By Christine Blank, Contributing Editor
Published on Monday, May 23, 2011
As Walmart goes, so do retailers worldwide. Known for years as a leader in pricing and distribution, Walmart is now impacting the global sustainable seafood trade. And as a result, other large chains will also have to step up their games.
At the International Boston Seafood Show in March, the Bentonville, Ark., company announced that its Walmart and Sam’s Club stores in the United States are requiring all of its fresh and frozen seafood products to be third-party certified by the Marine Stewardship Council (MSC) or the Global Aquaculture Alliance’s Best Aquaculture Practices (BAP).
All of Walmart and Sam’s Club products from uncertified wild fisheries and aquaculture producers must have developed plans toward MSC certification by the end of this month. Then, suppliers’ plans must be finalized and under way no later than June 2012. Walmart has not been the only mass merchandiser chain to transform its sustainability practices, however. Minneapolis-based Target removed Chilean sea bass from its stores earlier this year and in 2010 it delisted farmed salmon from its assortment.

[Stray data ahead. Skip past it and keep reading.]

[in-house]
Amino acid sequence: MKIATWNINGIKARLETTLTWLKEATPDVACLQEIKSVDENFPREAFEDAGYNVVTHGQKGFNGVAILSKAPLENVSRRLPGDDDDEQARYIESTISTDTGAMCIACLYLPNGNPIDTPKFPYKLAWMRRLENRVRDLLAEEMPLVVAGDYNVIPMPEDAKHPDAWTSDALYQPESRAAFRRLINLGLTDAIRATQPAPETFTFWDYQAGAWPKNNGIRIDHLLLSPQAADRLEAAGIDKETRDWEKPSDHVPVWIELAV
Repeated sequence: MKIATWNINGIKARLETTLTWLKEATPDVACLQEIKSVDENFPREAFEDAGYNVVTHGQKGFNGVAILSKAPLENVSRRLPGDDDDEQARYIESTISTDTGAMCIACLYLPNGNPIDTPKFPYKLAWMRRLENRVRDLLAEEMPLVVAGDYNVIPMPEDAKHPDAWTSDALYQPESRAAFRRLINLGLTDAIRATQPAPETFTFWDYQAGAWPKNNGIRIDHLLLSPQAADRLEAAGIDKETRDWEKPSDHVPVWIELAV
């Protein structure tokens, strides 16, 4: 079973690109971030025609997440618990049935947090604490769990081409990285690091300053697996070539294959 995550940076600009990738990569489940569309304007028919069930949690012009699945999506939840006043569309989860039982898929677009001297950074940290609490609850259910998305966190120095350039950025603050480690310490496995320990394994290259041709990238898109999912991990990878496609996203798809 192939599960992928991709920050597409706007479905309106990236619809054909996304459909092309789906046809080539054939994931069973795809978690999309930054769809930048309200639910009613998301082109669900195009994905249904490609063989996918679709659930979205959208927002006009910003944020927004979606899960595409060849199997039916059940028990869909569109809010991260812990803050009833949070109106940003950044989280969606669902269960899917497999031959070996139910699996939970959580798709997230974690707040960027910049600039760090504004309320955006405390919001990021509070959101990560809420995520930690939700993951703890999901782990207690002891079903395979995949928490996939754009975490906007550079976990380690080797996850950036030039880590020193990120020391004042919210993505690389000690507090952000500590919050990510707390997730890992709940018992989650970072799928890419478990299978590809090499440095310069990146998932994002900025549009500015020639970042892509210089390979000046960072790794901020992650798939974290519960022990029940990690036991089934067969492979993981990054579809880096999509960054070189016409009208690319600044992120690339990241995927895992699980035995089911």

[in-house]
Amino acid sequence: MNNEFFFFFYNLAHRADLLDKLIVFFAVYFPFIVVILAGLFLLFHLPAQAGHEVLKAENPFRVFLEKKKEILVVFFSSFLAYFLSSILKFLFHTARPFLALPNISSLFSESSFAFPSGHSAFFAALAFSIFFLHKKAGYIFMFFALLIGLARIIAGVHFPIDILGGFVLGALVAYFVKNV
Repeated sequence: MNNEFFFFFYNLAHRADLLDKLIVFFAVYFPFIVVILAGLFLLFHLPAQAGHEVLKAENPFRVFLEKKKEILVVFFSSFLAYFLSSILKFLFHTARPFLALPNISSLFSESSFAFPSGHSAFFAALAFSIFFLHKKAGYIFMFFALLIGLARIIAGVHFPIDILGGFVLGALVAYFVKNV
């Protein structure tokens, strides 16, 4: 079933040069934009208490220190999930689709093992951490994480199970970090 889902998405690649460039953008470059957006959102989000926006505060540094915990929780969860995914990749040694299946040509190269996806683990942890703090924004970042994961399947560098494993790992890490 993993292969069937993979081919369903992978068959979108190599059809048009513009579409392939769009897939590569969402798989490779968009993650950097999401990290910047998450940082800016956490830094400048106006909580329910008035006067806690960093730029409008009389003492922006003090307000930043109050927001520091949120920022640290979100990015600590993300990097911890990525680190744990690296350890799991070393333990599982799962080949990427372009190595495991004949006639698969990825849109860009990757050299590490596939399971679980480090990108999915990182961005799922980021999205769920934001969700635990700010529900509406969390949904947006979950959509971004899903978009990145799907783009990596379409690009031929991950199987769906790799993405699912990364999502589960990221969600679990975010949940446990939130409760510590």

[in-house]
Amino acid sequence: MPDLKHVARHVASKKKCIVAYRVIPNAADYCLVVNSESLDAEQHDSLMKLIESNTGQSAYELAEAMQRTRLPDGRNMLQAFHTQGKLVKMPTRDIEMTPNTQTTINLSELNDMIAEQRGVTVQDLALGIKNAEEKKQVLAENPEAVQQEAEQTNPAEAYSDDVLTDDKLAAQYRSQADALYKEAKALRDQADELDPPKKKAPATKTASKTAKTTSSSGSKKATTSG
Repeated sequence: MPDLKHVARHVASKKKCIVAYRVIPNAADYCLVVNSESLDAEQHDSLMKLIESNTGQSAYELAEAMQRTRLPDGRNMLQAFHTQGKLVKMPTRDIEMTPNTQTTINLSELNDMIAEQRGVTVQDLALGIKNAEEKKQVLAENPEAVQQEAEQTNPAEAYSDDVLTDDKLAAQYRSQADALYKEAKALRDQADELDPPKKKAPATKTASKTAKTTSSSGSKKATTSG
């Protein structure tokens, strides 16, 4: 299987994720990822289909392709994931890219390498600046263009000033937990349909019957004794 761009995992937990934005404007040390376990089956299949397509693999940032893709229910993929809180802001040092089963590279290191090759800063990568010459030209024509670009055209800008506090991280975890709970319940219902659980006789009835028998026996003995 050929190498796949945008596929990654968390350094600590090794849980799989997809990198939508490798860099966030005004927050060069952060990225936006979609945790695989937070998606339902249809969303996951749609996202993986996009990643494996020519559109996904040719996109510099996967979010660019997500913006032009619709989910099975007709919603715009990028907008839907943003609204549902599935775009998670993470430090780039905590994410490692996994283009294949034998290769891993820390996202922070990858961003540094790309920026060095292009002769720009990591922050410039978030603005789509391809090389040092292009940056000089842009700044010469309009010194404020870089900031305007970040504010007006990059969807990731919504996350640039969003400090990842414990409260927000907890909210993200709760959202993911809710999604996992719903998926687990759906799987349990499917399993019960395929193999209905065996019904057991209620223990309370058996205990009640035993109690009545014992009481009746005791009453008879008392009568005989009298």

“Since announcing the elimination of farmed salmon, we have received a great response from our guests and remain committed to this assortment,” says company spokesperson Jenna Reck. Target’s removal of farmed salmon also led to Greenpeace ranking it as the No. 1 retailer in its annual sustainable seafood ranking in 2010.
Click here to read the rest of the feature on Walmart and Target, which was written by SeaFood Business and SeafoodSource Contributing Editor Christine Blank and appeared in the magazine’s May issue.